I was reminded of this story when I listened to this debut CD 5x5 on Lost Wasp Records from UK Cumbrian and the Scottish borders band Redfish, hearing their amazing keyboard player Fraser Clark. Classically-trained and a seriously good jazz and blues player and composer, Clark has immense creative qualities and technical abilities which are hard to find on the current scene. Not that Redfish are a one-man band, this relatively new five-piece now gaining widespread acclaim with their atmospheric, dynamic, high-energy performances.

I saw them at Edinburgh Blues Club last year and they upstaged the high profile American headliners with a barnstorming set of covers, albeit clever and refreshing interpretations. The only unanswered question was could they also come up with some good original material? 5x5 answers this in the affirmative and although an EP, at just under 30 minutes of intense blues, it feels close to a full album.

The funky opening number, “For The Love Of The Wrong Woman,” sets the scene, with Rod Mackay’s pulsating bass and Sandy Sweetman’s precise drumming the perfect platform for Martin McDonald’s intricate guitar fills and Clark’s restrained contributions. The second original song, “Accustomed To The Darkness,” demonstrates how all five musicians engage in the song writing process from the initial groove through to the addition of structure, melody and lyrics. Lead singer Stumblin’ Harris gives the words meaning through sensitive yet impassioned vocals, his range impressive as he responds to the growing crescendo of McDonald’s searing guitar work.

Sonny Boy Williamson’s “Temperature 110” and Jimmy McCracken’s “Every Night and Every Day” keep the band rooted in deep blues, the latter featuring sensational keys which take the breath away. The transition to the third original track is seamless, ‘”Material Man,” sounding as good if not better than the preceding covers.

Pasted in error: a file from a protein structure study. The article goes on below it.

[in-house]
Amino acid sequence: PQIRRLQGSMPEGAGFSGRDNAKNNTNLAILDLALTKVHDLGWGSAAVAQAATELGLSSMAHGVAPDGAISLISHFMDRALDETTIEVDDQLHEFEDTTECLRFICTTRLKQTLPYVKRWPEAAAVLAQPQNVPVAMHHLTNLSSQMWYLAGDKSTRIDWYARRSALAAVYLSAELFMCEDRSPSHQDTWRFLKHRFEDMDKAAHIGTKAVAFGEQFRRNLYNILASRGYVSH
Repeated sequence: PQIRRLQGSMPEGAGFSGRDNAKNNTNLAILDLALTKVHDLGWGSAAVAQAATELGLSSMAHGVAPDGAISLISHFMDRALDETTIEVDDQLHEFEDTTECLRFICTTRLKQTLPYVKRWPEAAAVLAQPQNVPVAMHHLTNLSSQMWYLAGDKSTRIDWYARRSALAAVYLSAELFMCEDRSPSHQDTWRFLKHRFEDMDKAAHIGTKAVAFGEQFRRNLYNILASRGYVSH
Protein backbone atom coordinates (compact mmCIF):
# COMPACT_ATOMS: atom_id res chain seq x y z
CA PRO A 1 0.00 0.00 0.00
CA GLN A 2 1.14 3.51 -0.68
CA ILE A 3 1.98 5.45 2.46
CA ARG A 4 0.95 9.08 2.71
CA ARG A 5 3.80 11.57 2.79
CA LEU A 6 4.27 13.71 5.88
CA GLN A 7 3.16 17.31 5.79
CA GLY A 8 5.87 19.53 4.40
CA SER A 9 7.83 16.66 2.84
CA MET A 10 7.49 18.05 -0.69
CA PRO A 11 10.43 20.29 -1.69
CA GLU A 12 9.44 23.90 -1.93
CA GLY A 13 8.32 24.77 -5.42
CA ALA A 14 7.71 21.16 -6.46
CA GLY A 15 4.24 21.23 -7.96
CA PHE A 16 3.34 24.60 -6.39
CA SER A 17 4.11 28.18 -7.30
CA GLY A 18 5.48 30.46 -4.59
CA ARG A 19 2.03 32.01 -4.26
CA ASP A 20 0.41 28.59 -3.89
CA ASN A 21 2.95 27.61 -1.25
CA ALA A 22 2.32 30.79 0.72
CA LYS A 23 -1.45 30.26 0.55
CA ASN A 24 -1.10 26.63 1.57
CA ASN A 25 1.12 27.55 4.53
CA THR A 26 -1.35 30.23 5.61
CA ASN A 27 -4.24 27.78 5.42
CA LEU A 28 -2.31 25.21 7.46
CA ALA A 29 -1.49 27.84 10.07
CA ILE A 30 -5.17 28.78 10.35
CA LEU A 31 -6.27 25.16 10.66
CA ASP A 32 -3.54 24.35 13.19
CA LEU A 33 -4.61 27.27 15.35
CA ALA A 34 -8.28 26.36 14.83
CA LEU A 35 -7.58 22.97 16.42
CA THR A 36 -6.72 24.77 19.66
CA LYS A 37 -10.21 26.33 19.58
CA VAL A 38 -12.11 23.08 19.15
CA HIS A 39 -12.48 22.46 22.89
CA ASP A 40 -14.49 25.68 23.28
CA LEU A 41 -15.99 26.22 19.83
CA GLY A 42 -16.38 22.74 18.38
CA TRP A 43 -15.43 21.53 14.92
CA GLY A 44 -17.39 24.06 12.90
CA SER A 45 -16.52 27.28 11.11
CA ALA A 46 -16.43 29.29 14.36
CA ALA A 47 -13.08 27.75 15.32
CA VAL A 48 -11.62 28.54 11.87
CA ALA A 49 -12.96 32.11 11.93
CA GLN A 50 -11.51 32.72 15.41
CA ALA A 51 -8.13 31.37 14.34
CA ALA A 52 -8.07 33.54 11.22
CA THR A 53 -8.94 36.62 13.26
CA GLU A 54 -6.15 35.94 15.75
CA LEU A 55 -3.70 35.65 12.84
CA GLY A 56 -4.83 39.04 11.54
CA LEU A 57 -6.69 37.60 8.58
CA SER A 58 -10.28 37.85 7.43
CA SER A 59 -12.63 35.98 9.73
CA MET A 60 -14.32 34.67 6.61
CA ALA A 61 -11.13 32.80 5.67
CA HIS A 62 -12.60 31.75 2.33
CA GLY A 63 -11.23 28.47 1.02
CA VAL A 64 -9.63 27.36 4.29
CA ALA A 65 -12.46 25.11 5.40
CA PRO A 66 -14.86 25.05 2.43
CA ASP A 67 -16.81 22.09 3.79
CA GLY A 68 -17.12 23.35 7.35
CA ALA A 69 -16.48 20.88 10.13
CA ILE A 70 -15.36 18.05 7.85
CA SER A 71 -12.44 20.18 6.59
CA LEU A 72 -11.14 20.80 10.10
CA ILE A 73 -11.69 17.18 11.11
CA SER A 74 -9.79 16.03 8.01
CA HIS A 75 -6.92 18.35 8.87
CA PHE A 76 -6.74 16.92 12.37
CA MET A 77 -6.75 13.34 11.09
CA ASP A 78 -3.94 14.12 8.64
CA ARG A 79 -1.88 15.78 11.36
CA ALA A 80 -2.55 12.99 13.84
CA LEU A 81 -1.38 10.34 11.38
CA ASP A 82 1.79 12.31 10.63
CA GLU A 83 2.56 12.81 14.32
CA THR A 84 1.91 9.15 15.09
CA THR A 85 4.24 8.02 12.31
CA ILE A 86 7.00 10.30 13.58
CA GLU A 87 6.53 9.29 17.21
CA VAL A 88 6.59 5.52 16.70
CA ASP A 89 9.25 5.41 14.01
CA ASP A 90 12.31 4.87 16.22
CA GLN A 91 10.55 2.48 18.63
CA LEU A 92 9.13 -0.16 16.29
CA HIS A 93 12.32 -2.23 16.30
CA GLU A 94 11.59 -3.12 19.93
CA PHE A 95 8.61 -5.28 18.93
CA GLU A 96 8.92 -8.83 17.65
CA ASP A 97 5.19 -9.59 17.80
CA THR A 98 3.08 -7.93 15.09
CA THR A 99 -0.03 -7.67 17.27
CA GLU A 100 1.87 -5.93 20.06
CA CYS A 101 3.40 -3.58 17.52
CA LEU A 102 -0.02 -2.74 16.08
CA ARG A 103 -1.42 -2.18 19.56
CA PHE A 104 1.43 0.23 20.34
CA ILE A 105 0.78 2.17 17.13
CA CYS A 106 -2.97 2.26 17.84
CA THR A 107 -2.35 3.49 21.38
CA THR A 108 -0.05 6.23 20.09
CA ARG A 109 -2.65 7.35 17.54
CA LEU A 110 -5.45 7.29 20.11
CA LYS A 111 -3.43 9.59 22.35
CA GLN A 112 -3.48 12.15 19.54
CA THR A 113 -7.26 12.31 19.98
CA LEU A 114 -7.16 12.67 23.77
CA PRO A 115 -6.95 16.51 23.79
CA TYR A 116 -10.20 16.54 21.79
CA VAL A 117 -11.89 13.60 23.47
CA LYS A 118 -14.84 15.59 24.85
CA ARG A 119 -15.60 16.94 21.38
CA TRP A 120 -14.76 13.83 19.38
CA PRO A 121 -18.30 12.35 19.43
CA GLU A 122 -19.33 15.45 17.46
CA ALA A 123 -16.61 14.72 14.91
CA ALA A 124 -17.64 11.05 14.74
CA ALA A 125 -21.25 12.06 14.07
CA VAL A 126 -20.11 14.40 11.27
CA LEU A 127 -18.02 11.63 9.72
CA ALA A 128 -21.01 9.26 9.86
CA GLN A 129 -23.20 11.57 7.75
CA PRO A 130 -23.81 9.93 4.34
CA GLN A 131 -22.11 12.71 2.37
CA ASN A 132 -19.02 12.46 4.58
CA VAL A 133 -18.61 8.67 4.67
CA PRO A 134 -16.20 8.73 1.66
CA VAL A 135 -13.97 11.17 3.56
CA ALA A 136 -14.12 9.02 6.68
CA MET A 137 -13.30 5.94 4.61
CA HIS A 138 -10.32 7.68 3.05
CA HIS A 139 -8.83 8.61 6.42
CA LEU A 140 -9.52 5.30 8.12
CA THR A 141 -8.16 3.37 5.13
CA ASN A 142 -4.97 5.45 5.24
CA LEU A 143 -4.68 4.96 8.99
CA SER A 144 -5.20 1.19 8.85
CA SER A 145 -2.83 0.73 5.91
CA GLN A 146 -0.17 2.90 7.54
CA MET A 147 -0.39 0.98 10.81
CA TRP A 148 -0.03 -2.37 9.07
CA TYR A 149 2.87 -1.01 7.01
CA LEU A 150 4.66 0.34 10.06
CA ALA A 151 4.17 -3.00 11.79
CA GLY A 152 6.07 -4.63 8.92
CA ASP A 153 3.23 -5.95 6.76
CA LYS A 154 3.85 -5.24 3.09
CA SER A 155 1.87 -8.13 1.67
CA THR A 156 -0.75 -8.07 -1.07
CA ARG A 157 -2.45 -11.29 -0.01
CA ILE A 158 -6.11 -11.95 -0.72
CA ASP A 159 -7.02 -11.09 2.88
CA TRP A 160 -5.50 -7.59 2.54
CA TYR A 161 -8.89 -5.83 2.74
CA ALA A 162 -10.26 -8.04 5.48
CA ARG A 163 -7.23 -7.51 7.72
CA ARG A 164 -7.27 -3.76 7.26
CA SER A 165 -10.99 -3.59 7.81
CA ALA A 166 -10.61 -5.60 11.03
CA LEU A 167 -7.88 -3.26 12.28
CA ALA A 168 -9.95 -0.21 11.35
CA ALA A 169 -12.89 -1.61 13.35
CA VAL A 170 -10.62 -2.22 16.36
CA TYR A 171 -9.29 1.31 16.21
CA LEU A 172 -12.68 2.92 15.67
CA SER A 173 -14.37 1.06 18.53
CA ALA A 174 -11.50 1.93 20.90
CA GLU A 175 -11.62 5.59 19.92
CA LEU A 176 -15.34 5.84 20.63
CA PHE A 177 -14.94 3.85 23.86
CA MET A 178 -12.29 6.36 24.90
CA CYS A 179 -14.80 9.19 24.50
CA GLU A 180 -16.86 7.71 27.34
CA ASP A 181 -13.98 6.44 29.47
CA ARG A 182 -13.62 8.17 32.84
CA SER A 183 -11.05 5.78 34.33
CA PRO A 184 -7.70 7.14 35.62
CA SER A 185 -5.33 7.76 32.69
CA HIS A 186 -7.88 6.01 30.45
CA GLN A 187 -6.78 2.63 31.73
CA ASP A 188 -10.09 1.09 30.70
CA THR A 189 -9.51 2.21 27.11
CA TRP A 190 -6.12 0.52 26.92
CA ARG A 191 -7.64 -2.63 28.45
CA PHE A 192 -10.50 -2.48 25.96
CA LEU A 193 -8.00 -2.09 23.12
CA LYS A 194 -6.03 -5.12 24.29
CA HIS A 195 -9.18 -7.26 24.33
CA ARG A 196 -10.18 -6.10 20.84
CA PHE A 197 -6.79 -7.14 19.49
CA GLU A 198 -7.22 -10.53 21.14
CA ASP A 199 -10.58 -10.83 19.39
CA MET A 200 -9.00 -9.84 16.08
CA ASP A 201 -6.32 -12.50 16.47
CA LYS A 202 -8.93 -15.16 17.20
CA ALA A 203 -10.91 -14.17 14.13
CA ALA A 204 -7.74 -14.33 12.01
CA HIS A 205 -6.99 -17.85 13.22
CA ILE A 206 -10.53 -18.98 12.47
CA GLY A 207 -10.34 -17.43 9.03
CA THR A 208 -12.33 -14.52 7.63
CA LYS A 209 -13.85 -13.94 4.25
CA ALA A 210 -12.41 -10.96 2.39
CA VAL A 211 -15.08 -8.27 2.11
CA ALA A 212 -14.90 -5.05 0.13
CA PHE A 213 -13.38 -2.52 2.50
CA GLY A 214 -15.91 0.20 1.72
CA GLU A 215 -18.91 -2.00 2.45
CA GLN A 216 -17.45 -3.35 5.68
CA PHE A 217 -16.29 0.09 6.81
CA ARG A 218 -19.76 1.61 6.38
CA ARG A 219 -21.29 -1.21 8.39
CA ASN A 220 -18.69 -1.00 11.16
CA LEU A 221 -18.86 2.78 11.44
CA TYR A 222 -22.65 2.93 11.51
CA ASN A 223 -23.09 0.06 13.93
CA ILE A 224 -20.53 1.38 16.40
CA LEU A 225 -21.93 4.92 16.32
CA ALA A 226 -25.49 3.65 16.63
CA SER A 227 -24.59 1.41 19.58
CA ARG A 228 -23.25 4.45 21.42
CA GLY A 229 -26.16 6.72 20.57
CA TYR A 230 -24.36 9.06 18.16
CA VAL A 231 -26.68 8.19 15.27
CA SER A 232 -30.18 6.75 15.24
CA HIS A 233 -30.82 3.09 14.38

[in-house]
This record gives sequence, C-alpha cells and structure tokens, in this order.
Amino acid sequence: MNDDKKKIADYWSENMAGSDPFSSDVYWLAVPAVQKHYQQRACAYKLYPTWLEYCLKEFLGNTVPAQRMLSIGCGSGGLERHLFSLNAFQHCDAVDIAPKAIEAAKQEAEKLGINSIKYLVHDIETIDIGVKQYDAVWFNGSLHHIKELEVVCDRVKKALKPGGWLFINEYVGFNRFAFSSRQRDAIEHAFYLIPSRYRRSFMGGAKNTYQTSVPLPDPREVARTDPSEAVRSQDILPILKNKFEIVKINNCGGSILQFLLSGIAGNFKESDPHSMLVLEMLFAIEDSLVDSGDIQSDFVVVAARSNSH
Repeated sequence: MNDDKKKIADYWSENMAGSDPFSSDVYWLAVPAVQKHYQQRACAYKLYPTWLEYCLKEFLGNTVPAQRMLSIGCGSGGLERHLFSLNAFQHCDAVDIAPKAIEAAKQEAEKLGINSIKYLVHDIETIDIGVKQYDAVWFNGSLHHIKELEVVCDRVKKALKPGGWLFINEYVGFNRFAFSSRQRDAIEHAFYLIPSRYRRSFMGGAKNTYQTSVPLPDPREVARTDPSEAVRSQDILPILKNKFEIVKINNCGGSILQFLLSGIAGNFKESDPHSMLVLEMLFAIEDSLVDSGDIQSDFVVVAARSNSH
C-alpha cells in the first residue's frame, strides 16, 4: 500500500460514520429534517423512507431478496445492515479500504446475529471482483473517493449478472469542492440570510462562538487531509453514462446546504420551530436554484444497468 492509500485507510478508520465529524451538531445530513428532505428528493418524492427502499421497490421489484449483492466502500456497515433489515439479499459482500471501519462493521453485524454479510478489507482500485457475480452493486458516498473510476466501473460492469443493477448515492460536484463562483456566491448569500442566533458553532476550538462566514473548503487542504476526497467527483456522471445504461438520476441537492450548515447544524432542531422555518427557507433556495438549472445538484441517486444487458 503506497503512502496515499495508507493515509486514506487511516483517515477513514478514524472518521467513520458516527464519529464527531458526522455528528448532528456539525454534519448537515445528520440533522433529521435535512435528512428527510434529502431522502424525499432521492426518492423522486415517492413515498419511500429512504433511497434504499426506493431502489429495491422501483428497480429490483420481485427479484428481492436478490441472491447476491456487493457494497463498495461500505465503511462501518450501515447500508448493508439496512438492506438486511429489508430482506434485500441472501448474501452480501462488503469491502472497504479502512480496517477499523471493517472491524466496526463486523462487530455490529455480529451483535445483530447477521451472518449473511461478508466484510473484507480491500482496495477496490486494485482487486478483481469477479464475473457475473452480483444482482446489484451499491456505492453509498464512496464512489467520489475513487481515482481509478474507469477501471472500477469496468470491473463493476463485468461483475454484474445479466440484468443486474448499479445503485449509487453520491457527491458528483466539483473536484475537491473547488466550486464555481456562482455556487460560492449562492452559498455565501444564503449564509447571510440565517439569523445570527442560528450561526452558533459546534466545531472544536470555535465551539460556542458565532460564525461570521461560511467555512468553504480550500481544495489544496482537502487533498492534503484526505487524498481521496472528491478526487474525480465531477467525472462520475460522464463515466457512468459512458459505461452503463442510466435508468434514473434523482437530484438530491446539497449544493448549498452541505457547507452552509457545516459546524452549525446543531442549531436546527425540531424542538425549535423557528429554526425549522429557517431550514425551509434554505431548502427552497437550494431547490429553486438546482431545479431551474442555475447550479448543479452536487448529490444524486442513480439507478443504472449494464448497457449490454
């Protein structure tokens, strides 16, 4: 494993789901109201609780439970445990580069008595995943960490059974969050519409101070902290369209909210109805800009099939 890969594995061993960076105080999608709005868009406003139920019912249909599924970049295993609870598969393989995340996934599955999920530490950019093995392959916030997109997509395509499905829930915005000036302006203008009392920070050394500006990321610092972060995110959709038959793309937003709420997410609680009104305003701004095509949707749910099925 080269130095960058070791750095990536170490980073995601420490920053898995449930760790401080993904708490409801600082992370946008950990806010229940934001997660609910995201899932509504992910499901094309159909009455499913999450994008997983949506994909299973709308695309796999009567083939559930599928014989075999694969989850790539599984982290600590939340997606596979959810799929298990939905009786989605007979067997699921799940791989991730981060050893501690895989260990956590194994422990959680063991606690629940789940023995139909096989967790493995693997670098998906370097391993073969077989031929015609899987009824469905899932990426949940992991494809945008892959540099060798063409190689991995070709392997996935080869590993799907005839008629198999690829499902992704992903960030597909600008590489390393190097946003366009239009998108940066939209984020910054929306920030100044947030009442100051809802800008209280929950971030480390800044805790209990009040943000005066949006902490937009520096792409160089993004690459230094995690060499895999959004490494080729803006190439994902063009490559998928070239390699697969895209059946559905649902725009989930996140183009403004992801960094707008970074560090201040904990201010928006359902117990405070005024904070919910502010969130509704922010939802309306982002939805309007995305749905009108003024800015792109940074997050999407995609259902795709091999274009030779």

Dave Miller of Circa 16 in Dumfries deserves credit for capturing such a high quality live studio recording. Overall, this album represents a landmark in the continued evolution of Redfish as a band to be reckoned with, and well worth seeing live on stage to experience their showmanship, professionalism, eccentricity and passion.

--- Dave Scott

Buddy GuyAt 82, Buddy Guy has seen a few of his comtemporaries leave the scene in recent years, so you can’t really blame him for being a bit introspective on his latest release, The Blues Is Alive and Well (Silvertone/RCA Records). The opening track finds him asking for just “A Few Good Years” and the closer, “End of the Line,” starts out a bit somber but ends up with Guy defiantly proclaiming that at as he approaches the big finish line he “won’t be quiet and he won’t behave,” which is good news for blues fans all around.

Like his previous efforts, Guy teams with producer Tom Hambridge, who also wrote or co-wrote all of the original tunes, and Guy receives rock-solid support from his stalwart rhythm section backing Guy (Hambridge – drums, Kevin McKendree – keyboards, Rob McNelley – guitar, Willie Weeks – bass).
There is also a generous list of guest stars on the new release, including another pair of legendary guitarists, Jeff Beck and Keith Richards, both contributing crisp and succinct guitar solos in the slow blues “Cognac.” Relative newcomer James Bay joins Guy on vocals and guitar for “Blue No More,” a smoky late night ballad that would have fit into B.B. King’s wheelhouse pretty easily.

Listening to Mick Jagger’s excellent harmonica backing on another slow blues, “You Did The Crime,” I can’t help but think of that series of pictures by Dick Waterman of Jagger getting some pointers from Guy’s longtime partner Junior Wells from the late ’60s/early ’70s. Sounds like the lesson paid off rather well for ol’ Mick.

While tunes like the above-mentioned “A Few Good Years” and “End of the Line” show that maybe Guy is looking at his own mortality, they’re not overly maudlin and show that Guy won’t be hanging up his guitar anytime soon. “When My Day Comes” and “Somebody Up There” are in the same vein, but the former boasts a fiery Guy solo that belies any notions of the end being near, while the latter brings to mind an amped-up John Lee Hooker slow boogie. Guy admits on “Old Fashioned” that the description may fit, but he doesn’t care and throws out a white-hot guitar solo to verify it.